First line: To the best of Lord John Grey’s knowledge, stepmothers as depicted in fiction tended to be venal, evil, cunning, homicidal, and occasionally cannibalistic.

Back cover blurb:
It’s 1758 and Europe is in turmoil — the Seven Years War is taking hold and London is ripe with deceit. The enigmatic Lord John Grey, a nobleman and high-ranking officer in His Majesty’s Army, pursues a clandestine love affair and a deadly family secret.

Grey’s father, the Duke of Pardloe, shot himself just days before he was to be accused of being a Jacobite traitor. Now, seventeen years on, the family name has been redeemed; but an impending marriage revives the scandal. Lord John knows that as Whitehall whispers, rumours all too often lead their victims to the wails of Newgate prison — and to the gallows.

From barracks and parade grounds to the bloody battlefields of Prussia, Grey faces danger and forbidden passions in his search for the truth. But it is in the stony fells of the Lake District that he finds the man who may hold the key to his quest: the enigmatic Jacobite prisoner Jamie Fraser.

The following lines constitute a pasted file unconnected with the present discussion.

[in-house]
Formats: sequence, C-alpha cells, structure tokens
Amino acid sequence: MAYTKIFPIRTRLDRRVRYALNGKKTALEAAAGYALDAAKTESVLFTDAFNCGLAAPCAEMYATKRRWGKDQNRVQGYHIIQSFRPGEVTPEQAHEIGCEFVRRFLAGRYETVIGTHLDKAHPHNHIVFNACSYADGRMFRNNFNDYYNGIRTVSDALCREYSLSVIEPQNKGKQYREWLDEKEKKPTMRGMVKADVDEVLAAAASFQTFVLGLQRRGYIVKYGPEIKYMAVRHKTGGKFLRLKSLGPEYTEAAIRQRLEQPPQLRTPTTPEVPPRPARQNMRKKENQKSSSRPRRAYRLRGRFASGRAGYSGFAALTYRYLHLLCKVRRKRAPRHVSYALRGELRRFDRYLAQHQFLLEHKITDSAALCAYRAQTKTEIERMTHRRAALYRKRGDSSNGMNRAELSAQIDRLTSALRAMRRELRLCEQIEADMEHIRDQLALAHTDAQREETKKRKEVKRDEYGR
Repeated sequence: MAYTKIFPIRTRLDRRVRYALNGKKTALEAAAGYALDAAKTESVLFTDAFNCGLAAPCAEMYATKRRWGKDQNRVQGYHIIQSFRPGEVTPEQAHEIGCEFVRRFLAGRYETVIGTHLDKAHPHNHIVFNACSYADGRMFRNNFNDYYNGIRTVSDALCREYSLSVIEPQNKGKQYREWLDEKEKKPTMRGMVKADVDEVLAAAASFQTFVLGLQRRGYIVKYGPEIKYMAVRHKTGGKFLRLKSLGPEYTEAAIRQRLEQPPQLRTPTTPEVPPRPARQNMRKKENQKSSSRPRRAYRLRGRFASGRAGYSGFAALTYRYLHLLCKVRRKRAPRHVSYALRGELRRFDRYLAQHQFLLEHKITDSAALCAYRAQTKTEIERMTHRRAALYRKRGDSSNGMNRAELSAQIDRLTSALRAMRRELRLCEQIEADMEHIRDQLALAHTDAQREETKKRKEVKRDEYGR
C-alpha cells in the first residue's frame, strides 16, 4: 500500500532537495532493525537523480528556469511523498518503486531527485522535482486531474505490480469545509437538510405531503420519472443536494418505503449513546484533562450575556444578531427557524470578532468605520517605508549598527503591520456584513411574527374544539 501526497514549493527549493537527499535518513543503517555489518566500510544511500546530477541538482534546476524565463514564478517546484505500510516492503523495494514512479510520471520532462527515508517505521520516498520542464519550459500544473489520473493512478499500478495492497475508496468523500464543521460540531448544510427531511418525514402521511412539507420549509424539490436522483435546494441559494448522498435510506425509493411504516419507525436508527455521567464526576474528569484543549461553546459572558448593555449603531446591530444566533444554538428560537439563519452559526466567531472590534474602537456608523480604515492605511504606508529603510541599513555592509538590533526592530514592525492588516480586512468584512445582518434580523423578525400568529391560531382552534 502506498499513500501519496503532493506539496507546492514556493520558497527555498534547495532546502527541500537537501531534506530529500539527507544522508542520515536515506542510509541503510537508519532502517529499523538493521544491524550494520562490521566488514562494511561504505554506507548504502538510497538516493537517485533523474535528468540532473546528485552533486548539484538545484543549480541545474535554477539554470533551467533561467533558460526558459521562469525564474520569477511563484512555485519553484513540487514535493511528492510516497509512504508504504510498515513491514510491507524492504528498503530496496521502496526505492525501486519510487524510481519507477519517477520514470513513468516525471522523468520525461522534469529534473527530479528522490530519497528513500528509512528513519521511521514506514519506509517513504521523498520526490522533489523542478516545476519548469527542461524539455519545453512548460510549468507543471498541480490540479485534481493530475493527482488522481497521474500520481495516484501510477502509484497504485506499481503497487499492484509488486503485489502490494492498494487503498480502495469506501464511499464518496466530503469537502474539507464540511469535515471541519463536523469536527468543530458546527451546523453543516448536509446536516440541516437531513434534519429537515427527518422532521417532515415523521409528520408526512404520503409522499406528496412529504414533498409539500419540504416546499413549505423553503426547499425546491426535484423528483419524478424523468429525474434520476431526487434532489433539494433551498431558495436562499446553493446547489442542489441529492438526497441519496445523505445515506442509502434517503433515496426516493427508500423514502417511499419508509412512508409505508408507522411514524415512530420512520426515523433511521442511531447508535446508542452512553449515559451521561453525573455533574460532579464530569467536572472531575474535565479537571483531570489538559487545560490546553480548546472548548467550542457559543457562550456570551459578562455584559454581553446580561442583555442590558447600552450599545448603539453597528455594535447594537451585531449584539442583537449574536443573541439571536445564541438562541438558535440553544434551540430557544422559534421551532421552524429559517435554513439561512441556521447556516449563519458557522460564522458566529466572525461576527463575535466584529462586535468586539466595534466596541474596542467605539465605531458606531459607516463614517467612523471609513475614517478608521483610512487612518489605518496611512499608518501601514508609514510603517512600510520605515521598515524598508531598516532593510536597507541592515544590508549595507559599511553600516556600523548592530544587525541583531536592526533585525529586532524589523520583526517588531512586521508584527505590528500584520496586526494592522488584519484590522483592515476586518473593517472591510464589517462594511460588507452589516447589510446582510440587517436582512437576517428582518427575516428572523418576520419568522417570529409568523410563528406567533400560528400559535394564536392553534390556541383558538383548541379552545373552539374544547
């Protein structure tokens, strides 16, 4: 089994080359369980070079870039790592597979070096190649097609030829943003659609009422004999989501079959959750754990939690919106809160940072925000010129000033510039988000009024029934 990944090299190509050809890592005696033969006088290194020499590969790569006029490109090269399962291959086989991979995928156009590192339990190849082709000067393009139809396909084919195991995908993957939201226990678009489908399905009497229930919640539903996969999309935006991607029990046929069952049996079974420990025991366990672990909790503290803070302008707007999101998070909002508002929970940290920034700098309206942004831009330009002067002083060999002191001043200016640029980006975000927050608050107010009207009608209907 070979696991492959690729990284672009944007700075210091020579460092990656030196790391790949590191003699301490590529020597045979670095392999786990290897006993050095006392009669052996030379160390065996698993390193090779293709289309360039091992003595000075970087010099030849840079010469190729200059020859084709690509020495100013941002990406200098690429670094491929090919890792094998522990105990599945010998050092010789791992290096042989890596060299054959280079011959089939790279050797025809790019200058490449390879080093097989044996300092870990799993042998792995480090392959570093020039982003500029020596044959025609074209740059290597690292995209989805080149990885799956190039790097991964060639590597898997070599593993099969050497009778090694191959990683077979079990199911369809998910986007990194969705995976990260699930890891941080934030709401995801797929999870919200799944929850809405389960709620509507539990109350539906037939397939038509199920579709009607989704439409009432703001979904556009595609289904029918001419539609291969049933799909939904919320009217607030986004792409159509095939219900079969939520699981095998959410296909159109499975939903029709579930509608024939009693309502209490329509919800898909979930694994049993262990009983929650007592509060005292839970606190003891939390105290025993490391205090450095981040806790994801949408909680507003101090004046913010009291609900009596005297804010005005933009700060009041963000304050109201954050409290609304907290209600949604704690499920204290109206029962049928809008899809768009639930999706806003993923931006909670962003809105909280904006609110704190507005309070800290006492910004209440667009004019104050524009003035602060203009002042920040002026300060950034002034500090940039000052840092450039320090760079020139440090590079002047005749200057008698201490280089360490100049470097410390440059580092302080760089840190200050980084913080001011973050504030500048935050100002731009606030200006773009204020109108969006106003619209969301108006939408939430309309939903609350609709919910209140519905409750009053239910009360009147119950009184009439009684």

Eighteenth-century Europe is brought startlingly to life in this compelling adventure mystery.

Thoughts: I’m not sure if I actually like Diana Gabaldon’s writing or not. I like some of her characters exceedingly well, but the writing itself? It’s so hard to decide, and so hard, sometimes, to separate the two. Either way, Lord John is one of my all-time favourite fictional characters and I was very pleased to have him back.

Poor man, though; Gabaldon treats him abominably ill throughout the course of the book. He does get a few happy moments in the middle somewhere, but there aren’t many of them. I know I can be an angst whore, but sometimes enough is just enough. And I wish the sex scenes were more appealingly written.

All in all, this gets a B. I’ll most likely go back for a re-read later on. It is Lord John we’re talking about here, after all!